Physicians call on health care organizations to reduce greenhouse gas emissions
In a new commentary published in Annals of Internal Medicine, authors from Lahey Hospital and Medical Center, Beth Israel Lahey Health, Tufts University of School of Medicine and Case Western Reserve University offer strategies for healthcare organizations to reduce greenhouse gas emissions and outline potential strategy tradeoffs to consider toward this goal. They say health care has a moral imperative to reduce its emissions and environmental footprint and force transformation across all other sectors it touches.
The health care industry is both directly impacted by and a contributor to climate change. Extreme temperatures, forest fires, and natural calamities, and the expansion of the range of infectious diseases all have health impacts on persons worldwide. The global health care industry also leaves a significant environmental footprint, with healthcare accounting for the fifth-largest source of all greenhouse gas (GHG) emissions. Currently, there is no mandate to force these organizations to prioritize the reduction of GHG emissions.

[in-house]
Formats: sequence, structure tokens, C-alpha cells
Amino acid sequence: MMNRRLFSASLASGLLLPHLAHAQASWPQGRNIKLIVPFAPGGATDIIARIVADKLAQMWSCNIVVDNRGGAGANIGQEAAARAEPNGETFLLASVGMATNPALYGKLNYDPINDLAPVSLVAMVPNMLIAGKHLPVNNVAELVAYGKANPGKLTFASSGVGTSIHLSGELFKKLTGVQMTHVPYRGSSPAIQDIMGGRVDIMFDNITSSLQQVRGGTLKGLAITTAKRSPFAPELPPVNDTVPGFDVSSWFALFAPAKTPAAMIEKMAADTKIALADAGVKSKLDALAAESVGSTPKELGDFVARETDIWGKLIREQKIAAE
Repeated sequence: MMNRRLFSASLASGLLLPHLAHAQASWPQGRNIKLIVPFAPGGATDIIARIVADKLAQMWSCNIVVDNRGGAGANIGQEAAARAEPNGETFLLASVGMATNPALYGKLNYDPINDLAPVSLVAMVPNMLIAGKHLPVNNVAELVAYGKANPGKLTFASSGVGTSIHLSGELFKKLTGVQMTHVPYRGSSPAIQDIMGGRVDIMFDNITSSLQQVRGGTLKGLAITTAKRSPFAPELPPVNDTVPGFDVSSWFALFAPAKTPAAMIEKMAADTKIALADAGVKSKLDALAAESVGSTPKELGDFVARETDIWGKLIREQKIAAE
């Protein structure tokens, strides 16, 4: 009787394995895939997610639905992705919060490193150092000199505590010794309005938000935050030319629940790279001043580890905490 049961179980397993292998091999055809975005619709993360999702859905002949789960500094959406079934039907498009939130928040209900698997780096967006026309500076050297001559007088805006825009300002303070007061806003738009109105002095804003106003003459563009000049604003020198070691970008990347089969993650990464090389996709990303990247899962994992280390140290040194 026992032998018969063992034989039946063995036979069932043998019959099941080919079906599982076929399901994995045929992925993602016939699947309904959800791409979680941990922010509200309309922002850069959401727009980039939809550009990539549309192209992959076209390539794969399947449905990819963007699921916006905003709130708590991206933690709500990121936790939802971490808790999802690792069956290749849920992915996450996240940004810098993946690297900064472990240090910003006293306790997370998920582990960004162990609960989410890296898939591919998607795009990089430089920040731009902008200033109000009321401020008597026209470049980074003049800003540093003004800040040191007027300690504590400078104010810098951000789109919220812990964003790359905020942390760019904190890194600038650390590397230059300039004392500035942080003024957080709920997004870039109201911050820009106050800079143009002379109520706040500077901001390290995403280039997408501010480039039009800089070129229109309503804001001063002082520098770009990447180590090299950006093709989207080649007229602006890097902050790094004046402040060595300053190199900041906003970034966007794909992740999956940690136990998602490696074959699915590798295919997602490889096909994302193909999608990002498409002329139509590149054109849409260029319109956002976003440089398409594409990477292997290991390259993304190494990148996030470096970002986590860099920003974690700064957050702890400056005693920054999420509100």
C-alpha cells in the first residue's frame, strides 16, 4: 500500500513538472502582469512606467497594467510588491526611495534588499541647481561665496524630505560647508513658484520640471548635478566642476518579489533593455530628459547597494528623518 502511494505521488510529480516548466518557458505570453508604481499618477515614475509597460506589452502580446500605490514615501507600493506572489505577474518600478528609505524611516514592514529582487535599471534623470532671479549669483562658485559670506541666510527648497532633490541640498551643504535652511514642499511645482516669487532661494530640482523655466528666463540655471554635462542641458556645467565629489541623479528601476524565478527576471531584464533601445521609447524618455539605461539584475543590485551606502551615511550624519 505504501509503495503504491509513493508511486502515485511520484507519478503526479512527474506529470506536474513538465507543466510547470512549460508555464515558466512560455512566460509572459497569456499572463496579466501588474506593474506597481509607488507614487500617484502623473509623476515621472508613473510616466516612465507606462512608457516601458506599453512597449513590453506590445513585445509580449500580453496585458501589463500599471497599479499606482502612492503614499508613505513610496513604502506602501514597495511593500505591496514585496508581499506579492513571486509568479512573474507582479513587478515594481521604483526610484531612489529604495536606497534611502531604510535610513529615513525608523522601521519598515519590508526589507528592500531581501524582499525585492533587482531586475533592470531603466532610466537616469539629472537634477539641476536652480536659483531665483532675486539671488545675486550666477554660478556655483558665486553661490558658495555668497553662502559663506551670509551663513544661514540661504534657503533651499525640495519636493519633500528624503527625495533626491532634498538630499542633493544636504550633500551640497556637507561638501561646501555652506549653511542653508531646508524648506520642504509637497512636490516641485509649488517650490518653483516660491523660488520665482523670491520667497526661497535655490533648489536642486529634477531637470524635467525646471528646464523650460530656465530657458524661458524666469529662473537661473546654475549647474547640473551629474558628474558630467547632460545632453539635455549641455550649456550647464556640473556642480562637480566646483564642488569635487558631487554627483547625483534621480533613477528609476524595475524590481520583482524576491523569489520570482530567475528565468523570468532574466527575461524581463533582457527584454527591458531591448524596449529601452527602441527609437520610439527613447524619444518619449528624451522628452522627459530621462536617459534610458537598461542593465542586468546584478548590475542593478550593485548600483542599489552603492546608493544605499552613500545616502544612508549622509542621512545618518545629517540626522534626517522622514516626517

In their call to action, the authors outline three broad scopes to understand the sources and magnitude of GHG emissions in the health care industry: direct emissions from healthcare organizations; indirect emissions by energy and utility suppliers; and supply chain and other emissions. The authors then argue that the short-term investments in more expensive but sustainable health care infrastructure are often both reasonable and profitable in the long term. They also call on health care stakeholders, policymakers, and clinicians to implement high-level changes to make healthcare more sustainable.
They advise that providing health care for all will not succeed without addressing the twin risk for environmental pollution and ecological catastrophes secondary to climate change.
More information: Sarju Ganatra et al, Health Care and Climate Change: Challenges and Pathways to Sustainable Health Care, Annals of Internal Medicine (2022). DOI: 10.7326/M22-1241